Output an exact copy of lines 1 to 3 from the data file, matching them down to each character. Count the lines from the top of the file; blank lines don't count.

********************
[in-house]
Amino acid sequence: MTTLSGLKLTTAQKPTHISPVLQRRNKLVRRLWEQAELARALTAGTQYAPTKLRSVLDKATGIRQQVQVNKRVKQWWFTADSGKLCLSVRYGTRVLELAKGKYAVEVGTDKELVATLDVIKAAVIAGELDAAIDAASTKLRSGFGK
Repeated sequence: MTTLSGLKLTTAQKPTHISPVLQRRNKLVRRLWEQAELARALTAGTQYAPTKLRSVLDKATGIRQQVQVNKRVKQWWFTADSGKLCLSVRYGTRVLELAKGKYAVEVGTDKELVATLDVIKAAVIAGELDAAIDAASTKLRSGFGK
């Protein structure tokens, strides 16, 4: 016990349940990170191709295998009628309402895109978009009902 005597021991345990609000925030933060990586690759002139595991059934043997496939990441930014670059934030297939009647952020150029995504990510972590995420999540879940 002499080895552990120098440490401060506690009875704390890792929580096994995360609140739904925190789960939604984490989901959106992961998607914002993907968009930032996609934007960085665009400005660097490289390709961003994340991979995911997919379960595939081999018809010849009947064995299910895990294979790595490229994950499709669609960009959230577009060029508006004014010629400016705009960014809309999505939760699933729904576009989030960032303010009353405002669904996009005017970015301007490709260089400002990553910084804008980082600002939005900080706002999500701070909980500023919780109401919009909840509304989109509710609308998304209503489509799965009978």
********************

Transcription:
[in-house]
Amino acid sequence: MTTLSGLKLTTAQKPTHISPVLQRRNKLVRRLWEQAELARALTAGTQYAPTKLRSVLDKATGIRQQVQVNKRVKQWWFTADSGKLCLSVRYGTRVLELAKGKYAVEVGTDKELVATLDVIKAAVIAGELDAAIDAASTKLRSGFGK
Repeated sequence: MTTLSGLKLTTAQKPTHISPVLQRRNKLVRRLWEQAELARALTAGTQYAPTKLRSVLDKATGIRQQVQVNKRVKQWWFTADSGKLCLSVRYGTRVLELAKGKYAVEVGTDKELVATLDVIKAAVIAGELDAAIDAASTKLRSGFGK